Sugar War in Costa Rica Restarts

The Ministry of Economy has decided to impose a new tax of almost 7% on sugar imported from Brazil, in response to a lawsuit brought by the union of local producers.

Monday, February 6, 2017

With this new protectionist measure the government is trying to put an end to a conflict that arose in 2015 between the Agricultural Cane League (Laica) and the importer Maquila Lama, when this company denounced a proposal to amend the regulation on sugar fortification claiming it attempted to restrict trade of imported grain.

See also: "Sugar Imports and Exports in Central America"

Juan Carlos Sandoval, manager of Maquila Lama, told CentralAmericaData: "We are extremely shocked because the new minister, on his first day in office, decided to depart from the technical criteria of the investigating authority which has been investigating this case for 18 months. The technical recommendation is that there has not been any dumping and therefore the case should have been archived, but the recently appointed minister, is looking for a way to apply a dumping margin of 6.82%. "  

See: "Sugar Conflict Continues in Costa Rica"

Sandoval explained that international sugar freight actually paid for was $36,000 for the imports that have been made, and the Minister changed this amount to $54,590, 52% more, with the purpose of finding dumping. "We will file the corresponding appeal next week, because the arguments that have been put forward for dumping to apply, are very weak. Remember that Maquila Lama already pays 45% tariffs and with this increase we would have to pay 51.82% tariff."

In regards to the decision taken by the Ministry of Economy, Edgar Herrera, executive director of Laica told Crhoy.com "...'We are putting forward a serious, solid and well-founded complaint. For the national productive sector it is essential that there is a timely and effective implementation of legitimate trade defense instruments recognized by the World Trade Organization (WTO) and contained in all Trade Agreements'. "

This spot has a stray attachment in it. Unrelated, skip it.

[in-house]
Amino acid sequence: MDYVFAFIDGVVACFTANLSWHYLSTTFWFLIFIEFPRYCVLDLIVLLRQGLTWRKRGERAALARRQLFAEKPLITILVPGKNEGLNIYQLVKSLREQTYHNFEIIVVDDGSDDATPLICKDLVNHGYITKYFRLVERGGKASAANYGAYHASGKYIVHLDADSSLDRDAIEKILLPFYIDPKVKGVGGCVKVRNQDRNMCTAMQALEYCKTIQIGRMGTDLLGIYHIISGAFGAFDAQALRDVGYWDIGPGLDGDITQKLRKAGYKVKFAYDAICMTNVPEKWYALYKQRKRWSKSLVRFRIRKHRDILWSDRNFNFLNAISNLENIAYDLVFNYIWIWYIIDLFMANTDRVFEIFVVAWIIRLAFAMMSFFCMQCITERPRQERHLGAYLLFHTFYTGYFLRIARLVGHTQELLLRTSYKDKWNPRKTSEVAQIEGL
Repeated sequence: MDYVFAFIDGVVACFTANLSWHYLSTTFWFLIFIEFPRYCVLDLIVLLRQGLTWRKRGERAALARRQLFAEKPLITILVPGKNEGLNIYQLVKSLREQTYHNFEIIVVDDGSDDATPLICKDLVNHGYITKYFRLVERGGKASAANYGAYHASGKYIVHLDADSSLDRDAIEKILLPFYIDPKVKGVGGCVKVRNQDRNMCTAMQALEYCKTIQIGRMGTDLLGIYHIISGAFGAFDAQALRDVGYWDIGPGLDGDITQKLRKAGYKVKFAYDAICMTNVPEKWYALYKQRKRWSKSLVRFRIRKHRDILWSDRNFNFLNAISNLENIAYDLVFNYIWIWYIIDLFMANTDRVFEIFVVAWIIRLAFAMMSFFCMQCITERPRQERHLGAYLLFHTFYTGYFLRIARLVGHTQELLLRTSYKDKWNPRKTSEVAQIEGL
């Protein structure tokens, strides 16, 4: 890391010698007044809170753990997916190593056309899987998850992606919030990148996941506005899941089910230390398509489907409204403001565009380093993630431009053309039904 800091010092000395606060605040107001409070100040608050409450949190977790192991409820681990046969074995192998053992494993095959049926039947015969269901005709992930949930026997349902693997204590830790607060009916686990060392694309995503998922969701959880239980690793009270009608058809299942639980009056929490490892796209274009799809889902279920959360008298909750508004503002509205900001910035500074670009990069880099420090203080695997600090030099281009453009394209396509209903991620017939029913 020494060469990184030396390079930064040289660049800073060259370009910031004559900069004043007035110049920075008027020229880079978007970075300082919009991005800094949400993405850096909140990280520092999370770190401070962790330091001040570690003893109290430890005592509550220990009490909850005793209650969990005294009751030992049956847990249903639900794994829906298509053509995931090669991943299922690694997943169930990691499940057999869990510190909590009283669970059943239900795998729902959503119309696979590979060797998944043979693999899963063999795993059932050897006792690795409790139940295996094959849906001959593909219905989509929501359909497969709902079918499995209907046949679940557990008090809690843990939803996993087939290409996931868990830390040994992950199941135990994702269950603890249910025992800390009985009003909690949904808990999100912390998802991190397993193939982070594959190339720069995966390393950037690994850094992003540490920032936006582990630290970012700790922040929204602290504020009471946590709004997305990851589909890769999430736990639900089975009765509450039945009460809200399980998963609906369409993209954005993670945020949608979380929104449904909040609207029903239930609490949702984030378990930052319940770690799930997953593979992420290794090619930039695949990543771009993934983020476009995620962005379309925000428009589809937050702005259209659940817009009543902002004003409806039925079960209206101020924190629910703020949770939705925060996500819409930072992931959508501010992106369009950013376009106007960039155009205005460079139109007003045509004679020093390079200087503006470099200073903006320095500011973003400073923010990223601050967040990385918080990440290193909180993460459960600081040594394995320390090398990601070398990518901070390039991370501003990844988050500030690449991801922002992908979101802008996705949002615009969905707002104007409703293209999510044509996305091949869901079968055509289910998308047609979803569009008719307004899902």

More on this topic

Governments who Favor the Few at the Expense of the Many

February 2017

A change of minister in Costa Rica will aid in increasing the cost of sugar via an import tariff hike, harming consumers and the food industry, and increasing protection for the powerful sugar lobby.

EDITORIAL

The decision taken by the new chief of the Ministry of Economy reflects a clear interest in meddling in a process that should be resolved at a technical and non-political level. The decision to declare whether or not dumping occured in a particular market and what measures should be taken in response, corresponds to the office of Trade Defense, and should be free from any possible political bias.  

Sugar: Investigation Into Anti-Competitive Practices

September 2016

The Commission to Promote Competition in Costa Rica has launched an investigation against Liga Agrícola de la Caña after a complaint was made by Maquila Lama.

The Commission to Promote Competition has ordered a process to be opened to determine whether Liga Agrícola de la Caña (Laica) committed anticompetitive practices, as claimed by Maquila Lama in June this year, noting that "...

Sugar Conflict Continues in Costa Rica

August 2016

At the request of the Agricultural Cane League the government has extended until the end of November the investigation into alleged dumping against the sugar importer La Maquila Lama.

The as yet unresolved conflict could once again make its presence felt with the import of organic sugar on the part of the Agricultural Cane League and also the importer La Maquila Lama, who filed with the Commission to Promote Competition (COPROCOM) a complaint of alleged monopolistic practices. See: "Sugar War in Costa Rica".

Sugar War in Costa Rica

June 2016

Maquila Lama has denounced the Agricultural Industrial Cane League for "pressuring wholesale businesses to remove" the product that the importer distributes.

In a statement the company Maquila Lama says that "... for several days notices have been received from stores that sell the Mr.